Going Beyond Surgery in Craniosynostosis
A specialized team at Children’s Hospital Los Angeles takes a multidisciplinary approach to this condition in babies.
By Katie Sweeney
Craniosynostosis is a rare disorder—affecting only 1 in 2,500 babies in the United States—but it’s not rare at Children’s Hospital Los Angeles.
The hospital’s Craniosynostosis Care Program sees 600 patients annually and performs nearly 100 surgeries a year—making it one of the largest programs in the country. But size isn’t the only thing that sets it apart.
“We were one of the first places in the U.S. to develop a separate, multidisciplinary team dedicated specifically to craniosynostosis patients and their families,” says Mark Urata, MD, DDS, Chief of the Division of Plastic and Maxillofacial Surgery at Children’s Hospital Los Angeles.
Dr. Urata co-directs the program with Chief of Neurosurgery Susan Durham, MD, MS. Surgery is the main treatment in most cases of craniosynostosis (a birth defect in which the bones of a baby’s skull join together too early).
Dr. Durham and Dr. Urata collaborate on those surgeries, but the multidisciplinary team’s expertise goes beyond the operating room. That team also includes a pediatric ophthalmologist, a geneticist, a pediatric psychologist, a nurse care coordinator, orthotists and a social worker.
“Most neurosurgeons do not have the benefit of having a fully staffed craniosynostosis clinic, with all these different disciplines,” Dr. Durham says. “That’s very important to help meet the specific needs of these babies and families and ensure the best outcomes.”
The program also offers:
- Both traditional open surgery and endoscopic (minimally invasive) surgery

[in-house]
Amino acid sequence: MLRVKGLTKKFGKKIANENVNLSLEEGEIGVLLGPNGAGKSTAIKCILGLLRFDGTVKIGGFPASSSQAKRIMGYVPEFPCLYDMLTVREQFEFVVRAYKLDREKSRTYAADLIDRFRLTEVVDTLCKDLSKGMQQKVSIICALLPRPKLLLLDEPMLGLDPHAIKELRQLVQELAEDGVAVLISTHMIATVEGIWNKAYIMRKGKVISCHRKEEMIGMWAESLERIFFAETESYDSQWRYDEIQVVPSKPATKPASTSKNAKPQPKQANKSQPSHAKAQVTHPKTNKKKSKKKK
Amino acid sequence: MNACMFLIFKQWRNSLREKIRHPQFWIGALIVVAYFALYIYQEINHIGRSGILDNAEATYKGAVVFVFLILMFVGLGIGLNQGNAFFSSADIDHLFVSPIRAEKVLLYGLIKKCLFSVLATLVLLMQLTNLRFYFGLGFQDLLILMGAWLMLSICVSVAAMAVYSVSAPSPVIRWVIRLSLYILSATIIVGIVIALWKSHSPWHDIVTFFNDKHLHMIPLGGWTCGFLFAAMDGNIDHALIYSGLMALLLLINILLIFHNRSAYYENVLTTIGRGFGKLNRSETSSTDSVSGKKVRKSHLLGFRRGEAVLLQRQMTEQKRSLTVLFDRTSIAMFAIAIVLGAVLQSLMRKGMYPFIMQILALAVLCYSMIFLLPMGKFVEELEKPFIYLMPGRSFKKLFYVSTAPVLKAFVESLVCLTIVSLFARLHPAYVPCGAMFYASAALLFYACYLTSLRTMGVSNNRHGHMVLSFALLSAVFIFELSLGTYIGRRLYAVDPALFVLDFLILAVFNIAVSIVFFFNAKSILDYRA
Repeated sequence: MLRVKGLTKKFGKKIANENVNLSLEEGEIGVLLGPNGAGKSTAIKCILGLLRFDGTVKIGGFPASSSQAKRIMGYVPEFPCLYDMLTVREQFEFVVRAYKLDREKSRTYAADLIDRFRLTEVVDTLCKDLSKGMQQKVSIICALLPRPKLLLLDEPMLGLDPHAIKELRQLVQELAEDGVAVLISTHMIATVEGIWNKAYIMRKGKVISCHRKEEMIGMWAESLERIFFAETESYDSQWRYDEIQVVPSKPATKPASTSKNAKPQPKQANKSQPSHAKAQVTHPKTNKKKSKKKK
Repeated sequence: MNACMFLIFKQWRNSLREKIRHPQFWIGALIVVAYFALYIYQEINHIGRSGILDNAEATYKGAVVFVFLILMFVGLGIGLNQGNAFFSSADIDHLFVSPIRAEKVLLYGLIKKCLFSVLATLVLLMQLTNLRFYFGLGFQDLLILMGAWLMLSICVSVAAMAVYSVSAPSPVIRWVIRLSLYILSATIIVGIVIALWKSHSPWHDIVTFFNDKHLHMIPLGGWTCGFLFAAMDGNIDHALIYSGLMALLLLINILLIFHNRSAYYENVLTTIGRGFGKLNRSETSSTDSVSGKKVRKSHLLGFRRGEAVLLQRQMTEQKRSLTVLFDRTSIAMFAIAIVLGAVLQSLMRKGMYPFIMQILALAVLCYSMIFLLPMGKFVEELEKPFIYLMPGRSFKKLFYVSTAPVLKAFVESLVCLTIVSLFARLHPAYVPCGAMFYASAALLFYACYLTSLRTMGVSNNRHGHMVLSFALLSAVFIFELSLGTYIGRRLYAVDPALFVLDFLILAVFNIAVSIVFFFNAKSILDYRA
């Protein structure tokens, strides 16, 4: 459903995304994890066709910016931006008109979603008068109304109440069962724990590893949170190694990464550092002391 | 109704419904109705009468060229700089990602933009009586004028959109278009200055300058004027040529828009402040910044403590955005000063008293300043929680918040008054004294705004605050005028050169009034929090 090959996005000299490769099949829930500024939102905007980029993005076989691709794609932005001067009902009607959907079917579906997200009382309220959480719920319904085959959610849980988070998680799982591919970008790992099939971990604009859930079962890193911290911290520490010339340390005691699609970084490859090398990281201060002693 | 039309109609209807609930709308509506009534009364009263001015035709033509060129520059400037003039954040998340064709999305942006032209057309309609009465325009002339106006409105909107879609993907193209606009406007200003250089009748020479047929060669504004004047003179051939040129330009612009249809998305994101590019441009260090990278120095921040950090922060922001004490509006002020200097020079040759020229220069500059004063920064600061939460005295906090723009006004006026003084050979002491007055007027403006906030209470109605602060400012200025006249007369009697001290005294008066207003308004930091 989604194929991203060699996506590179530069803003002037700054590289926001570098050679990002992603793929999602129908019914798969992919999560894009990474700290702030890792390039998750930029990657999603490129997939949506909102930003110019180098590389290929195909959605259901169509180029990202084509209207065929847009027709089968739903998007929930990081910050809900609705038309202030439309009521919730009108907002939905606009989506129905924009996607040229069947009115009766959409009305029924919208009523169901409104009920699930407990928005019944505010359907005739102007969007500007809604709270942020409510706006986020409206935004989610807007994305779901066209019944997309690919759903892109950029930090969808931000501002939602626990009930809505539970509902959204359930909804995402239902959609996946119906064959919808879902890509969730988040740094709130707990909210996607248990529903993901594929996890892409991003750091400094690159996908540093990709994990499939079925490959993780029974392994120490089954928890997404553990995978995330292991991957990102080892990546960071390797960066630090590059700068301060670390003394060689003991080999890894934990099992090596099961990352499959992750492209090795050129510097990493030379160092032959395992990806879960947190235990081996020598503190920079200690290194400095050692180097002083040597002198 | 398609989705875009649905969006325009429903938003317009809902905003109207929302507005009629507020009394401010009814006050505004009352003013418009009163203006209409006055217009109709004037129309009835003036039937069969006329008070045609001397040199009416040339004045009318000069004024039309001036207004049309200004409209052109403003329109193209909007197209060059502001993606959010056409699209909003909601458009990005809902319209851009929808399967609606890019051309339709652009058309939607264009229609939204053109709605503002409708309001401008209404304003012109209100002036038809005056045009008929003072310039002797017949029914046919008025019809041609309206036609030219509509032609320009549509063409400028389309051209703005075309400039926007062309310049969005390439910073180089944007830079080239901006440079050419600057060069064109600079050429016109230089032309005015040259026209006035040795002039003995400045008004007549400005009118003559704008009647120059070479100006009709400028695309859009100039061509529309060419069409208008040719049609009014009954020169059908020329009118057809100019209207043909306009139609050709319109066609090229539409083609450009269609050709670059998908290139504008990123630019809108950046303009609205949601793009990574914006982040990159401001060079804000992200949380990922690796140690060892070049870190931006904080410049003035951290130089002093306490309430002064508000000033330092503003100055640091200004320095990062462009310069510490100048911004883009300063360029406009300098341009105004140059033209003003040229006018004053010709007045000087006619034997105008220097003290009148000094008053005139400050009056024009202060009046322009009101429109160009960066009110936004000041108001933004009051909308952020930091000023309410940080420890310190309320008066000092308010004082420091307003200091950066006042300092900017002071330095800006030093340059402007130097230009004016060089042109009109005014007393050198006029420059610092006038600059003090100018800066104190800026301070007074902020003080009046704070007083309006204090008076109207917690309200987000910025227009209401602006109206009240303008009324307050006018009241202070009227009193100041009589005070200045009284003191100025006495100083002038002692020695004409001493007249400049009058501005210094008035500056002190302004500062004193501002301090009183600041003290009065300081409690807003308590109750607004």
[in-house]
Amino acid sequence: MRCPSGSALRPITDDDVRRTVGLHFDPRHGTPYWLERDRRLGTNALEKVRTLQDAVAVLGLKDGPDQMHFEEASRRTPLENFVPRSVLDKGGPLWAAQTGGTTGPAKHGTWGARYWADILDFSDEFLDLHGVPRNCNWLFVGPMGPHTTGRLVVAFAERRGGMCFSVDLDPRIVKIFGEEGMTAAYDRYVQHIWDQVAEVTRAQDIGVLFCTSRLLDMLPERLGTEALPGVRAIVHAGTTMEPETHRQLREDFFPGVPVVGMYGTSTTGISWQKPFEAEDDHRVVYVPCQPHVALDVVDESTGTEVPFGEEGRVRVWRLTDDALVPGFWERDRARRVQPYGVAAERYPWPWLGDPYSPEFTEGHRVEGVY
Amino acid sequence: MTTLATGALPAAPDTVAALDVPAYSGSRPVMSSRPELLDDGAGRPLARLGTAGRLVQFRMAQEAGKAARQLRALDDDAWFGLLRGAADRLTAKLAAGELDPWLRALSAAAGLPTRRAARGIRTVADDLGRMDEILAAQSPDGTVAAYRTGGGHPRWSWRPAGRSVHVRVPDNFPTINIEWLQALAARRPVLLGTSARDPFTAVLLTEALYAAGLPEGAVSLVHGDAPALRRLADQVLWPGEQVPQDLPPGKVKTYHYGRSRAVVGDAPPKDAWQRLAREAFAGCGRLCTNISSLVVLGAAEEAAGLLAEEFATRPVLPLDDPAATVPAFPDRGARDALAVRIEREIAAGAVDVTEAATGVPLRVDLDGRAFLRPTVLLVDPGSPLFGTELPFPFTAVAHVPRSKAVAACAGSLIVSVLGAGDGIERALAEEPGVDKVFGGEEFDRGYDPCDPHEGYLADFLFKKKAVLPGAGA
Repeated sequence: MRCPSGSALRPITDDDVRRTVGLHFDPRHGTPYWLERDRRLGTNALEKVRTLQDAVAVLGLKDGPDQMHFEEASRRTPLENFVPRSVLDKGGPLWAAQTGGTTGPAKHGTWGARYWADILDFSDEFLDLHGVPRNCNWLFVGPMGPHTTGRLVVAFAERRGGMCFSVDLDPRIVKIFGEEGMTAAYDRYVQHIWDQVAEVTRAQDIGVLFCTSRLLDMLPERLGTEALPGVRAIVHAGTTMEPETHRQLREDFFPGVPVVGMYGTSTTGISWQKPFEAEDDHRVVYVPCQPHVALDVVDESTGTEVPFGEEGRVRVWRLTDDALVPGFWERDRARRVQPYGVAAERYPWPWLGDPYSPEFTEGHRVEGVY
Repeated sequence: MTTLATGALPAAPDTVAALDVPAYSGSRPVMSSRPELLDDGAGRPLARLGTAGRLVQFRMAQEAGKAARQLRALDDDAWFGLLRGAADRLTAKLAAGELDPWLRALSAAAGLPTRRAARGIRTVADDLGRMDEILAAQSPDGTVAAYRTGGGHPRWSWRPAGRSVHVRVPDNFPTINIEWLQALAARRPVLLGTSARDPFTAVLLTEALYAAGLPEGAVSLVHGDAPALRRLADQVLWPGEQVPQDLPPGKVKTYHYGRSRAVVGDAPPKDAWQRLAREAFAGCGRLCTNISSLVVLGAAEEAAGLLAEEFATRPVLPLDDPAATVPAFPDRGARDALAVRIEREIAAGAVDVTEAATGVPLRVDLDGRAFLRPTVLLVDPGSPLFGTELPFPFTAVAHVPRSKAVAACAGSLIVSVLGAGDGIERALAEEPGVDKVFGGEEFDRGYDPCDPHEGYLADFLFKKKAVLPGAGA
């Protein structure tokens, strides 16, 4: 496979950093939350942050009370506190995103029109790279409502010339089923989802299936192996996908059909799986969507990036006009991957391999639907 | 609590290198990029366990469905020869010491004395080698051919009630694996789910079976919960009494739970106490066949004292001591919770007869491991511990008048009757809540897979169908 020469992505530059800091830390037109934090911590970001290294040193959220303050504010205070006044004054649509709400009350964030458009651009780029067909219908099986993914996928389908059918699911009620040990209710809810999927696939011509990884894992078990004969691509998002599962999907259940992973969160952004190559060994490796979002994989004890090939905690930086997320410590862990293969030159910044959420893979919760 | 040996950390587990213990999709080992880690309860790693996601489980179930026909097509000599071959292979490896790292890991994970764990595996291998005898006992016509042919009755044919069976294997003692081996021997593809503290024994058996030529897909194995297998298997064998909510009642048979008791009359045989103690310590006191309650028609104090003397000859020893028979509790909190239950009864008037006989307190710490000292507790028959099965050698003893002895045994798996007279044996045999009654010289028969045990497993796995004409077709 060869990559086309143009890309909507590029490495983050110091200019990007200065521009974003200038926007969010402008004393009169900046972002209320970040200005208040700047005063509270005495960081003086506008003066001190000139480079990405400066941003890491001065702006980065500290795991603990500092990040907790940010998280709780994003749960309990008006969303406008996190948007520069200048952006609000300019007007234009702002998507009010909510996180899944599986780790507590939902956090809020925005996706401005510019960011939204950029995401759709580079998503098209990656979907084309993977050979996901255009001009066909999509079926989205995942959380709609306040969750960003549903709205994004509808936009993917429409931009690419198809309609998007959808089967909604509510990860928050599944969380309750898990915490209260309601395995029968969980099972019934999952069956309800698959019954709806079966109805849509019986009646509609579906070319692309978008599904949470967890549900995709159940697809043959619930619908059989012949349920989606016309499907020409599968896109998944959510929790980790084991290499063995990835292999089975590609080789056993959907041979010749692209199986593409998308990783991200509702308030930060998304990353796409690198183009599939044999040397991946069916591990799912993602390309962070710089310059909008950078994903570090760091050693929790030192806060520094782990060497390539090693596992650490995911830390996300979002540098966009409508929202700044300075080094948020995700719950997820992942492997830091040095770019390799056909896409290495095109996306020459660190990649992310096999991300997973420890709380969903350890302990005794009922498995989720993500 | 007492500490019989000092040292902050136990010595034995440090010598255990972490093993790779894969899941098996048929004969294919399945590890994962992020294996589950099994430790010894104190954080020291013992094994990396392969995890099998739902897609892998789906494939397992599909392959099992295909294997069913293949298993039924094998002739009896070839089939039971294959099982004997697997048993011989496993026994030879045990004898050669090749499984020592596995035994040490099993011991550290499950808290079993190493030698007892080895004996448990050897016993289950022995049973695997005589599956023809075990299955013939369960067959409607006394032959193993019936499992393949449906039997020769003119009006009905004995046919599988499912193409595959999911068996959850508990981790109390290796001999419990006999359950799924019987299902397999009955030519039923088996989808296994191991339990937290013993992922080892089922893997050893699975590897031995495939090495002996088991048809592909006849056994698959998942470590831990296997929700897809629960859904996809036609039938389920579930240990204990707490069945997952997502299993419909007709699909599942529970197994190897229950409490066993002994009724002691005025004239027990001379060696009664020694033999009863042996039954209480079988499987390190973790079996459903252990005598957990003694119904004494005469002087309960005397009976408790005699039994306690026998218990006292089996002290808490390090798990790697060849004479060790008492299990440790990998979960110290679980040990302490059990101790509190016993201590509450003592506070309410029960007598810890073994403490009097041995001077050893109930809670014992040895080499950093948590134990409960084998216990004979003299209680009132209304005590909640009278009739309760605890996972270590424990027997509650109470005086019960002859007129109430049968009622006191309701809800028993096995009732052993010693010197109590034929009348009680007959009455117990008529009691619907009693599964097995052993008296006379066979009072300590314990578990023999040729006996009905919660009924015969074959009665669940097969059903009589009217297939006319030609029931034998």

- A special 3D camera and imaging suite right in the clinic; this allows surgeons to easily and precisely monitor skull growth and shape both before and after surgery.
- Regular neurodevelopmental testing
The team’s dedicated pediatric psychologist, Alexis Johns, PhD, offers the neurodevelopmental testing for patients, which can provide a valuable roadmap for parents in understanding and facilitating the development of their child. The risk of developmental delays in patients with craniosynostosis is not well understood; many children do not experience any learning problems.
The team is actively involved in research to better predict developmental outcomes. Last year, the team published a study that identified lower gestational age, lower birth weight, and prenatal and birth complications as potential risk factors for developmental delays in children with isolated sagittal craniosynostosis, the most common form of the disorder. Dr. Johns is tracking developmental outcomes of patients for up to seven years after their surgery.
The research is part of The Saban Research Institute of Children’s Hospital Los Angeles. In addition, the team will soon be participating in a multicenter study comparing developmental outcomes between endoscopic and open surgeries.
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